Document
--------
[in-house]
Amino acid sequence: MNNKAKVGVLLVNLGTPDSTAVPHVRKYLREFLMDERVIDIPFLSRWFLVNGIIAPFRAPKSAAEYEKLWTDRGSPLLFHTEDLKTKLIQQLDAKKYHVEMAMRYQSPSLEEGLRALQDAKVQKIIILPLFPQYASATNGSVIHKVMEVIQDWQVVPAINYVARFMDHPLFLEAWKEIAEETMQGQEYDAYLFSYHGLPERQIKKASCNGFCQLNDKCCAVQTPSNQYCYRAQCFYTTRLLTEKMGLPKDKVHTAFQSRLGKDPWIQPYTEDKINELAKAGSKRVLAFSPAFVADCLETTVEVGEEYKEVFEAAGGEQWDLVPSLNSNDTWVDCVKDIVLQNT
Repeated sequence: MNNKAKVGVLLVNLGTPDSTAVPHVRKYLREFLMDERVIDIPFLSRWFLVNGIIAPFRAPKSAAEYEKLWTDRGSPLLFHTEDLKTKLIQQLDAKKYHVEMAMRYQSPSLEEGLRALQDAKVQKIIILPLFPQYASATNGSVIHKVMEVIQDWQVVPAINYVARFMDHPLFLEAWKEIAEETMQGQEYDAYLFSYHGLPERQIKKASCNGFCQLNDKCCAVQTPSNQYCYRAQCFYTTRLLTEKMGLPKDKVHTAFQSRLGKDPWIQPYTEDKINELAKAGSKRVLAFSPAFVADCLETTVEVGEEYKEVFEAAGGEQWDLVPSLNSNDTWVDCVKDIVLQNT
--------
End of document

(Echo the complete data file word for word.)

[in-house]
Amino acid sequence: MNNKAKVGVLLVNLGTPDSTAVPHVRKYLREFLMDERVIDIPFLSRWFLVNGIIAPFRAPKSAAEYEKLWTDRGSPLLFHTEDLKTKLIQQLDAKKYHVEMAMRYQSPSLEEGLRALQDAKVQKIIILPLFPQYASATNGSVIHKVMEVIQDWQVVPAINYVARFMDHPLFLEAWKEIAEETMQGQEYDAYLFSYHGLPERQIKKASCNGFCQLNDKCCAVQTPSNQYCYRAQCFYTTRLLTEKMGLPKDKVHTAFQSRLGKDPWIQPYTEDKINELAKAGSKRVLAFSPAFVADCLETTVEVGEEYKEVFEAAGGEQWDLVPSLNSNDTWVDCVKDIVLQNT
Repeated sequence: MNNKAKVGVLLVNLGTPDSTAVPHVRKYLREFLMDERVIDIPFLSRWFLVNGIIAPFRAPKSAAEYEKLWTDRGSPLLFHTEDLKTKLIQQLDAKKYHVEMAMRYQSPSLEEGLRALQDAKVQKIIILPLFPQYASATNGSVIHKVMEVIQDWQVVPAINYVARFMDHPLFLEAWKEIAEETMQGQEYDAYLFSYHGLPERQIKKASCNGFCQLNDKCCAVQTPSNQYCYRAQCFYTTRLLTEKMGLPKDKVHTAFQSRLGKDPWIQPYTEDKINELAKAGSKRVLAFSPAFVADCLETTVEVGEEYKEVFEAAGGEQWDLVPSLNSNDTWVDCVKDIVLQNT